Choosing a Camera ...Image Quality & Performance


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#1
Many times I have been confused by camera choices when I wanted to purchase a camera...decided that perhaps I should simplify by two parameters..image quality and performance (ie. speed). Decided to do so by looking at dpreview ratings...here it is, hope it is useful to you as welll. Of course, there will be some controversy...but it helps to narrow down the choice:



The full list is available at www.photography-xylec.blogspot.com
 

kaixiang

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#4
Also don't forget things like ergonomics and having an intuitive interface. Those are factors that are going to contribute to your long term enjoyment of using a camera.
 

Xtol19

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#5
Many times I have been confused by camera choices when I wanted to purchase a camera...decided that perhaps I should simplify by two parameters..image quality and performance (ie. speed). Decided to do so by looking at dpreview ratings...here it is, hope it is useful to you as welll. Of course, there will be some controversy...but it helps to narrow down the choice:



The full list is available at www.photography-xylec.blogspot.com
Are you thinking of using a 2x2 matrix as well?

Really, image quality is not that much different for the top cameras, and the maximum is beyond the capabilities of most handheld shooters anyway.

Performance? How can that be summed up into a single number? It's not like a car where you have a single number for max speed, fuel consumption, etc.
 

Galdor

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Jul 5, 2006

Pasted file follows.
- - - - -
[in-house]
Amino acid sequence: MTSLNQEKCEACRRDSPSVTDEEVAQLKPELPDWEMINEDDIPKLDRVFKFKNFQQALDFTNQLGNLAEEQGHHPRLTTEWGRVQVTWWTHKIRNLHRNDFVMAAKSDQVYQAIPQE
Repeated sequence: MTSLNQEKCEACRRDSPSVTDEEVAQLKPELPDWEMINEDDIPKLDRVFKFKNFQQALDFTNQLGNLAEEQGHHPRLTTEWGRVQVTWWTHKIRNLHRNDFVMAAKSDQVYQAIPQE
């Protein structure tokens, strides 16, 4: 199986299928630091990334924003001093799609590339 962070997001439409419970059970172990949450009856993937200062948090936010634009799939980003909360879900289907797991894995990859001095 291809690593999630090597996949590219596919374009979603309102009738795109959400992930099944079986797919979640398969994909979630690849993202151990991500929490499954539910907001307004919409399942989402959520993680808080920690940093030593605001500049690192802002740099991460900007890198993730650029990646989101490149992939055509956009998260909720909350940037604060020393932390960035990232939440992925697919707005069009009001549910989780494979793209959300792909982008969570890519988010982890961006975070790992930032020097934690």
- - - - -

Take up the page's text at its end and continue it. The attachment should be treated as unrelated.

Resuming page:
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#7
Not sure if you're aware that some review sites are 'sponsored' so the reviews are not totally true. Anyway from the blog, the 1st paragraphy will tell you something about this person or at least his knowledge with photography. Did he ever mentioned what settings, light conditions and lens he's using?

Look at the ratings of the Olympus E3 which is their highest end cam at the moment and the ratings given to the E420/520/E30. Why would people bother to get the E3 and why would Olympus launch the E3 in the first place if the ratings are in this manner. :think:
 

#8
Of course...this is the start. Some of the ratings are correct generally...since I own some of the cameras...and sold them....the image quality was not that good, which was consistent with the rating, generally.

Of course, for details we need to refer to dpreview test review.
 

whizzard

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Mar 7, 2009
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#9
Also, dont forget about lenses available. Image quality also depends very much on the kind of lenses used.

To me, the biggest difference for a body is between full frame vs crop. Then build quality and then speed.
 

nickmak

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Apr 16, 2004
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#10
Depends on what you shoot. If you want to shoot birds or sports, performance is the issue. If you do landscape, where the mountain is not going to run away in the next second, image quality should be the priority.
 

night86mare

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Aug 25, 2006
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#11
wow, can give score like numbers, so fun..

this is my chart then..

it will only have one camera, since the chart above can leave out camera choices in the market..

and it will have one score, since i only have one camera..

pentax k20d: 10 / 10

kthxbai





jokes aside, get the camera you want, make an informed choice, read up

looking for scoresheets is like saying "i want to be fooled by the choices that you have made and want to justify by making scoresheets and posting it up on the net"

how neutral do you think anyone can be? do you think you have the same priority as the reviewer? if you do not need fast af, if you do not need good noise handling, why are you going to pay more for that?
 

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